Bumper pads and other similar products were originally intended to prevent injury or death attributable to head entrapment. New standards for cribs are now in place and the slats on the crib must be closer together to prevent head entrapment. However, bumper pads have been implicated as a factor contributing to deaths from suffocation, entrapment, and strangulation. Because they are not necessary to prevent head entrapment, the Consumer Product Safety Commission does not recommend them for infants.

Additionally, the American Academy of Pediatrics says there is no published data that support claims that products that attach to crib sides or slats protect infants from injury. 

My baby has reflux, she has to sleep in an inclined position.

Evidence shows that sleeping in an inclined position actually makes reflux worse. The AAP, CPSC, and FDA specifically warn about using wedges and other similar products to prop babies up, as these products have been linked with deaths.

If your baby has a rare medical condition where an incline is recommended by a specialist, we recommend having them put into writing why there’s a need to go against the safe sleep guidelines and ask if a medical grade monitor is necessary.

My grandfather made a beautiful crib for my baby to sleep in. Is it safe?

How lovely that your grandfather took the time and energy to make a special item for your baby! Unfortunately, homemade products like cribs and cradles haven't passed testing responsible for dictating whether an item is safe for a baby to sleep in. Defective cribs, especially hand-me-down and homemade models, can pose serious hazards to young children, including strangulation, entrapment and overheating. Government manufacturing standards set in 1973 have greatly improved crib safety, yet defective cribs continue to be responsible for the highest child injury rates of any nursery item. In fact, approximately 50 infants each year are killed and another 9,000 are injured in crib-related accidents in the U.S.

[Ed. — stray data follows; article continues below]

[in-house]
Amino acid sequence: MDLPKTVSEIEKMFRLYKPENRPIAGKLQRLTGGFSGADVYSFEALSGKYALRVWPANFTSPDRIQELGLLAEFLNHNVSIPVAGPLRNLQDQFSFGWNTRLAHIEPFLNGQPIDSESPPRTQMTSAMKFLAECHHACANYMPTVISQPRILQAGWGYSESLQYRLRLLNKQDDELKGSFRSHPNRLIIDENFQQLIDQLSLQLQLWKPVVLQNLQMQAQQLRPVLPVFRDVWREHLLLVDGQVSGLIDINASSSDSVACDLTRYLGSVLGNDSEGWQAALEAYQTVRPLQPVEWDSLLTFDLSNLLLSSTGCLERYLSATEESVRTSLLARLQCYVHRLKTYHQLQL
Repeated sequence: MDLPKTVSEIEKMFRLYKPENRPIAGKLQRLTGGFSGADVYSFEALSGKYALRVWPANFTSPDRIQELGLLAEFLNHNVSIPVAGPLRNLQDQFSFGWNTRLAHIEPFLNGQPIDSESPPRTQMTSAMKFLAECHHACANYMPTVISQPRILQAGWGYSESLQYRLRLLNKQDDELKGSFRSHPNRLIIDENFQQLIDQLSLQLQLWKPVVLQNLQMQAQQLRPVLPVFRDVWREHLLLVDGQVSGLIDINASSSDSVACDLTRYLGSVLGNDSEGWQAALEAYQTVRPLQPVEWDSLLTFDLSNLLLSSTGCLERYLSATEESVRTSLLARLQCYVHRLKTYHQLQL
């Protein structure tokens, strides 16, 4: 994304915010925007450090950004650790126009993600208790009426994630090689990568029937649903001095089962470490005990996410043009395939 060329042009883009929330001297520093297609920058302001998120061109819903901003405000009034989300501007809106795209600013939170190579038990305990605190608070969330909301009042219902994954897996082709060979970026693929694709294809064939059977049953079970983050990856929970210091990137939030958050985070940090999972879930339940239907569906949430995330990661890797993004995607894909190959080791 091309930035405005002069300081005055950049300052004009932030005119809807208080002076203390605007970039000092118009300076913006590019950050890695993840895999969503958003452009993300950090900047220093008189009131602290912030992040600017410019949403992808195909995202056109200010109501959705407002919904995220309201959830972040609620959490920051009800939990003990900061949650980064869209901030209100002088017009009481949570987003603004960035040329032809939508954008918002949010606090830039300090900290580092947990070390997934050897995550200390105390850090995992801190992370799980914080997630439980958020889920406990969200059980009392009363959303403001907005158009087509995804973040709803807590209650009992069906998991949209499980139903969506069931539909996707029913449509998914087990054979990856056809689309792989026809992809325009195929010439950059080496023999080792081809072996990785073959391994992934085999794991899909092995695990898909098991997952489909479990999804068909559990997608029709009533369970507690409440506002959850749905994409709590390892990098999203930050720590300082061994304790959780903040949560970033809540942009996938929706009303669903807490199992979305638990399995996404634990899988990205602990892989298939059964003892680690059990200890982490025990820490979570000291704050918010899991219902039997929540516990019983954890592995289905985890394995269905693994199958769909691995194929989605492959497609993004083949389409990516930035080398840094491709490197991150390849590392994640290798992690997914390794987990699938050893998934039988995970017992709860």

I'm so tired. My baby sleeps better when she's next to me. When is it safe for my child to sleep in my bed?

There is no evidence on an age when it becomes safe for a child to sleep in an adult bed. We do know an adult mattress is not safe for a child under two years old. When searching through 8 years of records, 515 deaths of children younger than 2 years old were placed to sleep on adults beds. Of those deaths, 121 were reported to be due to the parent, other adult or sibling laying on top of that child, and 394 were due to entrapment in the bed structure. Most of these deaths seem to have resulted from suffocation or strangulation caused by entrapment of the child's head in various structures of the bed.

I have tried everything. My baby just won't sleep!

We've been there ourselves. We know how hard it is. 

Many babies have to be taught now to sleep flat and away from you after being curled up inside the womb for so long. It is one of the first things you will teach your child that they will use for the rest of their life. Consistency is key as well as a little trickery. Rubbing the sheet or swaddle/sleep sack on yourself so it smells like you and warming the sleep space up slightly before putting them down can help your baby make the transition to sleeping in their own safe space. Methods like Shush/pat and pick up, put down can be helpful as well.

Bottom line: the safest way for a baby to sleep is Alone, on their Back, and in a Crib (or bassinnet or pack and play).